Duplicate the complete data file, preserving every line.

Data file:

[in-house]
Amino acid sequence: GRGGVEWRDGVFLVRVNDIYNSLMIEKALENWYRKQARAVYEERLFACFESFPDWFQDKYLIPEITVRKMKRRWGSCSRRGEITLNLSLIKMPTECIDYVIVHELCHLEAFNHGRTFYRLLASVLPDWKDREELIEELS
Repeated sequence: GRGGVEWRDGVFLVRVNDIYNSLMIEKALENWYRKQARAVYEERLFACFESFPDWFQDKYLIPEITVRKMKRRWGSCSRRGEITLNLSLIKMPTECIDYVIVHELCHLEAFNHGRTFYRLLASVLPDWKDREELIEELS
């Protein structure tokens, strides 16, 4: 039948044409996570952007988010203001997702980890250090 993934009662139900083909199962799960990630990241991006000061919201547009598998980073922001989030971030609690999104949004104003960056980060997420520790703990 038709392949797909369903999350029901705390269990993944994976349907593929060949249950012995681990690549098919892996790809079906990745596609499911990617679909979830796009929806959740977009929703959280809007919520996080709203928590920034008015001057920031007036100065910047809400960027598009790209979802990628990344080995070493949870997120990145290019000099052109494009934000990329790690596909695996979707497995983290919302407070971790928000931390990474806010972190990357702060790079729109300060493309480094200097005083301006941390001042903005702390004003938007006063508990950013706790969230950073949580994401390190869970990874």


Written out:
[in-house]
Amino acid sequence: GRGGVEWRDGVFLVRVNDIYNSLMIEKALENWYRKQARAVYEERLFACFESFPDWFQDKYLIPEITVRKMKRRWGSCSRRGEITLNLSLIKMPTECIDYVIVHELCHLEAFNHGRTFYRLLASVLPDWKDREELIEELS
Repeated sequence: GRGGVEWRDGVFLVRVNDIYNSLMIEKALENWYRKQARAVYEERLFACFESFPDWFQDKYLIPEITVRKMKRRWGSCSRRGEITLNLSLIKMPTECIDYVIVHELCHLEAFNHGRTFYRLLASVLPDWKDREELIEELS
């Protein structure tokens, strides 16, 4: 039948044409996570952007988010203001997702980890250090 993934009662139900083909199962799960990630990241991006000061919201547009598998980073922001989030971030609690999104949004104003960056980060997420520790703990 038709392949797909369903999350029901705390269990993944994976349907593929060949249950012995681990690549098919892996790809079906990745596609499911990617679909979830796009929806959740977009929703959280809007919520996080709203928590920034008015001057920031007036100065910047809400960027598009790209979802990628990344080995070493949870997120990145290019000099052109494009934000990329790690596909695996979707497995983290919302407070971790928000931390990474806010972190990357702060790079729109300060493309480094200097005083301006941390001042903005702390004003938007006063508990950013706790969230950073949580994401390190869970990874």